Friday, 19 August 2016

Operation Luna, Chapter 1 of 49

Years ago, our Lancaster comic book seller of the time suddenly turned out to have a sister living nearby. I remarked, "That is a change of continuity. Les never had a sister before." In a sequel, the author can add any new biographical details about a character provided that they do not contradict earlier details. (He can also revise an earlier text so that it now does include details not mentioned in the first edition.)

Operation Luna reveals that:

Virginia Matuchek, originally introduced in Operation Chaos, has an older brother called Will;
they were orphaned when he was twenty-one and she was nine;
Will has revealed mysteries on the Moon, is partly responsible for the start of the space program and recently has been preoccupied and unwell.

We want to know what the mysteries are and instantly realize that Will's preoccupation and poor health will be significant.

The goetic space vehicle is some kind of "...beast..." (p. 6) and therefore has not a launch pad but a "...launch paddock..." (ibid.) Crowds come to watch the launch from:

the pueblos, including Acoma Pueblo;
Santa Fe.

Goetic practitioners use languages other than their own as "...exotic languages..." (p. 2) for magical purposes. For example, Ginny (Virginia) knows Zuni. I am now trying to find a list of exotic languages that I remember reading in Operation Chaos. Any language can become exotic to those who are unfamiliar with it. The Bible was written in Hebrew and Greek, not in either Latin or King James English. However, through ancient usage, the Vulgate and the Authorized Version have acquired their respective mystiques. The author of the Fourth Gospel did not write, in Latin:

"In principio erat Verbum..." (John 1.1)

- but that is how I remember it. Poul and Karen Anderson enabled me to speak Latin at a Pagan handfast ceremony:

"Tene Mithra, etiam miles, fidos nostris votis nos." (See here.)

Although the space vehicle is a "beast," there is a reference to its "...VAB..." (p. 6) Anti-space program demonstrators include:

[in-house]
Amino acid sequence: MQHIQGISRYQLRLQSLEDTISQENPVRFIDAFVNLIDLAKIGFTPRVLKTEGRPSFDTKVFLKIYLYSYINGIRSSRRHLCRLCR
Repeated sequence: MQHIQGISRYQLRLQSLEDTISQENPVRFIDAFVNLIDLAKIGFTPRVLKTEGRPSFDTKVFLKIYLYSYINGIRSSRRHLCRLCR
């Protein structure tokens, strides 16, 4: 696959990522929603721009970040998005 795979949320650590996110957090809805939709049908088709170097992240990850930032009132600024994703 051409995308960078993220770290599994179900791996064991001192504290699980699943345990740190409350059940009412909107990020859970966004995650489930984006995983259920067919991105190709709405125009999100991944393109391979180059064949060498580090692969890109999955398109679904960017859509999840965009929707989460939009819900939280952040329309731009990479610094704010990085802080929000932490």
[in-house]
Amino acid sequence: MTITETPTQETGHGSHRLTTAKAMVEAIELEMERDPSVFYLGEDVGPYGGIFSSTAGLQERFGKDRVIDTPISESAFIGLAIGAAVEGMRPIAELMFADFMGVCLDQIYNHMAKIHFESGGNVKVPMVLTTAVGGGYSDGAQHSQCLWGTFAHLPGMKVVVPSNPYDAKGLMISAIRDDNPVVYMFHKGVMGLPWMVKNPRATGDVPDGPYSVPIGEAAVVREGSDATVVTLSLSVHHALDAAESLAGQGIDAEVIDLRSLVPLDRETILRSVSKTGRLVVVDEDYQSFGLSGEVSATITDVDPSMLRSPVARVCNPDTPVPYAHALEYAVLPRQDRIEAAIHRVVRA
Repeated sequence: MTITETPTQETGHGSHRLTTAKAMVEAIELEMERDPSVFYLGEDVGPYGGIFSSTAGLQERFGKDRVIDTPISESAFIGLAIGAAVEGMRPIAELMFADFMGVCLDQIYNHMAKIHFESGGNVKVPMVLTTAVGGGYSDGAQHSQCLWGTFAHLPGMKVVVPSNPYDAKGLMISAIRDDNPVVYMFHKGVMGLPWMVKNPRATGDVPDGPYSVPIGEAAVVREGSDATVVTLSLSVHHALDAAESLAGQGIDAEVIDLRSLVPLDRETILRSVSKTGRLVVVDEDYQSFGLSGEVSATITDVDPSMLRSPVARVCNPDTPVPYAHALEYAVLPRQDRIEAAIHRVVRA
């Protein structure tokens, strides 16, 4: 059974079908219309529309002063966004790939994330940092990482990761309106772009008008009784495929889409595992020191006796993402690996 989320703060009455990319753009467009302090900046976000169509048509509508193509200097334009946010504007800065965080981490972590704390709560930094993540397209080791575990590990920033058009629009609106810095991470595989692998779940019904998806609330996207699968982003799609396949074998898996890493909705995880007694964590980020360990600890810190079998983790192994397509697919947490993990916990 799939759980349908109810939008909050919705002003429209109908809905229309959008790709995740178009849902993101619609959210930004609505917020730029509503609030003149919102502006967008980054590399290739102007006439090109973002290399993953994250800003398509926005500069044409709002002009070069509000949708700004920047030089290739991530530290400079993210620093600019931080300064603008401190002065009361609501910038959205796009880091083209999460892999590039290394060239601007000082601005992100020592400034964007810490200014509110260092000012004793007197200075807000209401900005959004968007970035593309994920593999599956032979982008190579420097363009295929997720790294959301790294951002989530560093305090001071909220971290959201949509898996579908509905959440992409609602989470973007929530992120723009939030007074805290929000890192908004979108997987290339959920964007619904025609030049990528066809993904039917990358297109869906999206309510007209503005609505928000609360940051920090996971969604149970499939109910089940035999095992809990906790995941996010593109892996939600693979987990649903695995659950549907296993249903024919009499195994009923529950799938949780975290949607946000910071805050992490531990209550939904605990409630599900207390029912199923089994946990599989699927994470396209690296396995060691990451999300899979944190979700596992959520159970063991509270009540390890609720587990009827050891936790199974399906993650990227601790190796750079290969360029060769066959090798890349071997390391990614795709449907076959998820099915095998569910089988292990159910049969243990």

ideologues opposed to "...Tower-of-Babel technoarrogance..." (p. 4);
demagogues opposed to miss-spending of public money;
intellectuals "...superior to everything less than the critical deconstruction of James Joyce's Odysseus." (ibid.)

It is logical that some dissidents on the goetic Earth would compare space exploration to the Tower of Babel. In CS Lewis' That Hideous Strength, a plan to reorganize society through science is sabotaged when Lewis' versions of good guys (King Arthur's successor as Pendragon of Logres, the resuscitated Merlinus Ambrosius and several planetary angels) inflict the Curse of Babel.

Odysseus in Homer's Odyssey and Ulysses in Virgil's Aeneid are the same guy. Having Joyce write Odysseus instead of Ulysses is a shorthand way of informing readers that this novel is set in an alternative timeline as when Philip Pullman, by referring to Pope Luther, informs us that his text is set in an alternative history where there was no Reformation.

Do such intellectuals demonstrate against a space program or just ignore it?

1 comment:

Sean M. Brooks said...

Kaor, Paul!

Commenting on your last sentence. Yes, there are so called intellectuals who are opposed to a REAL space program of the kind I so long for. See Poul Anderson's "Commentary" in SPACE FOLK to see him mentioning the fools who advocate limits to growth and cessation of any effort to get OFF this rock.